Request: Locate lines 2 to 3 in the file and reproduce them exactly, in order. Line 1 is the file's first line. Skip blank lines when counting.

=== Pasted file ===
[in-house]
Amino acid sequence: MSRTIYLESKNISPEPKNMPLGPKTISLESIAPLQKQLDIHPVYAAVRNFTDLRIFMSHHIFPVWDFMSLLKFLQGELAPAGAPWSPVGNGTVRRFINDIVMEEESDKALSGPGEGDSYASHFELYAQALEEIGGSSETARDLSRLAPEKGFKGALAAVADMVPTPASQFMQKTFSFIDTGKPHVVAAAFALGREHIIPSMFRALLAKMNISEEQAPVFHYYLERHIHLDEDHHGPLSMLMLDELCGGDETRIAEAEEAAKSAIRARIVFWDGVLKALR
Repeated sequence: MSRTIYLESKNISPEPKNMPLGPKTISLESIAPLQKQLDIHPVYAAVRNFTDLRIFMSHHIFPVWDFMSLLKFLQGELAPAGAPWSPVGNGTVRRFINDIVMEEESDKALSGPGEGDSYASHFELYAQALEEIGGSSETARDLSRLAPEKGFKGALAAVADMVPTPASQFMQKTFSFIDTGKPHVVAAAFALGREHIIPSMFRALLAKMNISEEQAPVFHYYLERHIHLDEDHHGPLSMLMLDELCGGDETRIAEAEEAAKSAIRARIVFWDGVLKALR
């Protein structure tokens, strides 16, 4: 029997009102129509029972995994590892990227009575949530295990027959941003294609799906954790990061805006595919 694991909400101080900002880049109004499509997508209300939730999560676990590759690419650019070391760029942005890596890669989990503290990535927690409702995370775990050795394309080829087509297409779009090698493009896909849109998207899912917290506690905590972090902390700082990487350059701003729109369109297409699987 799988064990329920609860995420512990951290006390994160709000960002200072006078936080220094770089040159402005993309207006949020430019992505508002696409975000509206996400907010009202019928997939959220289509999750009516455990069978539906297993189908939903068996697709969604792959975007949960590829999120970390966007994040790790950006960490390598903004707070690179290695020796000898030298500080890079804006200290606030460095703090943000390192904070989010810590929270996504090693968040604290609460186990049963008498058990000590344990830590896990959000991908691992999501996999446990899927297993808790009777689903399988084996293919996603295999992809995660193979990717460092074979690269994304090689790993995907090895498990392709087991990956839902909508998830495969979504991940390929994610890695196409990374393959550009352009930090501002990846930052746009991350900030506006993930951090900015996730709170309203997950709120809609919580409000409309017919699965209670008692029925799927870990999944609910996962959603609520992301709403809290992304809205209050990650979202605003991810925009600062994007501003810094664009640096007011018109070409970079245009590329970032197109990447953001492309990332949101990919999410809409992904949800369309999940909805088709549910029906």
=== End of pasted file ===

Amino acid sequence: MSRTIYLESKNISPEPKNMPLGPKTISLESIAPLQKQLDIHPVYAAVRNFTDLRIFMSHHIFPVWDFMSLLKFLQGELAPAGAPWSPVGNGTVRRFINDIVMEEESDKALSGPGEGDSYASHFELYAQALEEIGGSSETARDLSRLAPEKGFKGALAAVADMVPTPASQFMQKTFSFIDTGKPHVVAAAFALGREHIIPSMFRALLAKMNISEEQAPVFHYYLERHIHLDEDHHGPLSMLMLDELCGGDETRIAEAEEAAKSAIRARIVFWDGVLKALR
Repeated sequence: MSRTIYLESKNISPEPKNMPLGPKTISLESIAPLQKQLDIHPVYAAVRNFTDLRIFMSHHIFPVWDFMSLLKFLQGELAPAGAPWSPVGNGTVRRFINDIVMEEESDKALSGPGEGDSYASHFELYAQALEEIGGSSETARDLSRLAPEKGFKGALAAVADMVPTPASQFMQKTFSFIDTGKPHVVAAAFALGREHIIPSMFRALLAKMNISEEQAPVFHYYLERHIHLDEDHHGPLSMLMLDELCGGDETRIAEAEEAAKSAIRARIVFWDGVLKALR